2014 Porsche Cayman 2.7 First Test
The perfect Porsche?
Back when I first started driving sports cars, it was de rigueur to don a pair of driving gloves before you purred away in your MGB or Triumph Spitfire or Alfa Romeo Spider. Well before today's 2014 Porsche Cayman.
And no, I don't mean those big, fat Nomex racing gloves. These were sewn of feathery-thin, oily-soft leather and frequently offered through small, eighth-page advertisements in the backs of magazines like Motor Trend. The really nice ones, with string backs, were rather pricey for a high school student like me, so mine were actually cheap golf gloves bought at the pro shop of the local public course. They're probably now so deep in a landfill they'll soon be discovered by Chinese archeologists.
But the worn-out little devils came to mind as I settled into the Cayman. Who would need driving gloves here? The whole car's a glove. You slither into it like putting fingers into a glove - right leg, right arm, butt, left leg, left arm. Once in, everything -- each lever and button -- is just a slight, instinctive hand motion away. Maybe there are a few domesticated-racecars like Caterham cars and the Ariel Atom that would fit you even more intimately, but those aren't exactly available at a local dealer where you can relax in classic Herman Miller lounges and sip espressos while they're serviced.
However, the instant the Cayman's 275-hp, 2.7-liter flat six blats to life, and you toggle its liquid-shifting 6-speed manual transmission into first and sharply begin move away, the car is no longer a glove. It's an extension of your nervous system.
Car journalists often write sentences like that. "It's an extension of your nervous system". Other popular lines we like to use are "your brain compresses against the back of your skull" under acceleration and "your retinas detach" while braking. Look, we make our living being outrageous exaggerators. And I hope you're not gullible enough to think any of it actually happens. Even under really hard braking you rarely see more than 1 g; want to know what 1 g feels like? Look down. Big deal.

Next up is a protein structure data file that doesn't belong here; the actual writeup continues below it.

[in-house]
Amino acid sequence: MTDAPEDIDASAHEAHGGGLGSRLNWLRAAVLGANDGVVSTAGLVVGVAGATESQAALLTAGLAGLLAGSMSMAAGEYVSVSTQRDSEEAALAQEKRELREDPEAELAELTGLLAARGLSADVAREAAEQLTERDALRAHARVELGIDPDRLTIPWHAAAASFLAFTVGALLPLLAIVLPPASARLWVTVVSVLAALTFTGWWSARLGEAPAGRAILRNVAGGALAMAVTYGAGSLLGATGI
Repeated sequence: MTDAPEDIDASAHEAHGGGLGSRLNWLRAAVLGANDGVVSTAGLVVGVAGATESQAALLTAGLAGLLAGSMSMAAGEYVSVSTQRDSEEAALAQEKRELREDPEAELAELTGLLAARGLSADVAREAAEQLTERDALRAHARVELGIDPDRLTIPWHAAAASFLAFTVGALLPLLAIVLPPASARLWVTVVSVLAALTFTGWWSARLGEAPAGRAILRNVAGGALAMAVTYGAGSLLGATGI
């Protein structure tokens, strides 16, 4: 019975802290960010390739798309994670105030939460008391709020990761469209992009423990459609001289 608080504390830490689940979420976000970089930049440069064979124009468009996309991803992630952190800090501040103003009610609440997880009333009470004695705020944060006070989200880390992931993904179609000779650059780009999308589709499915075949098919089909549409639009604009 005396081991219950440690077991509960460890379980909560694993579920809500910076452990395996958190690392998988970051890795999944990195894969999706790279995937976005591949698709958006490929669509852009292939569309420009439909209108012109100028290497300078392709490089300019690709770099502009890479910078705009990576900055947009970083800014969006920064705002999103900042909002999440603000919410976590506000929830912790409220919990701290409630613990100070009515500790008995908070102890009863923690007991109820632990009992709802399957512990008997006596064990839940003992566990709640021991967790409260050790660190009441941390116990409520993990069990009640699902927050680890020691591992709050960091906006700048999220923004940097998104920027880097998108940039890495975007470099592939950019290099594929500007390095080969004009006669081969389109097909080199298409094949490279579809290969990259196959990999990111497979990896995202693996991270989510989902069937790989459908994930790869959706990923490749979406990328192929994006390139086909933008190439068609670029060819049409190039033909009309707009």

But here in the Cayman -- cross my heart -- the car actually feels something like an extension of your nervous system. Think turn and it turns. What we have here, friends, is a sizzling, world-class sports car. Outside of Lotus' offerings and the upcoming Alfa Romeo 4C, there isn't a coupe on the road like it.
Still, some -- including me -- have reacted a bit coolly towards this second-generation Cayman. The original version was slightly less powerful (265 hp from a bigger, 2.9-liter engine). We know all that. But it had a skip in its step that's subtly restrained here (and other than its occasional appearance in VW Golfs, missing in most modern German cars). Outside, the Cayman appears bigger boned, stronger, squarer; inside, it's adopted the no-nonsense, somewhat-confusing, business-jet swath of switches down center console of the 911 and Panamera. To paraphrase Louis Ruf (the only Porsche 911 tuner worth his Bratwurst in my opinion) there are two types of Germans – the Bachs and the brooding Beethovens. The Cayman's soundtrack has changed from J.S.' "Brandenburg Concerto" to the heavy-steps of Ludwig's "Moonlight Sonata." What drowns-out such lofty musical allusions though, is the screech of tires at a test track.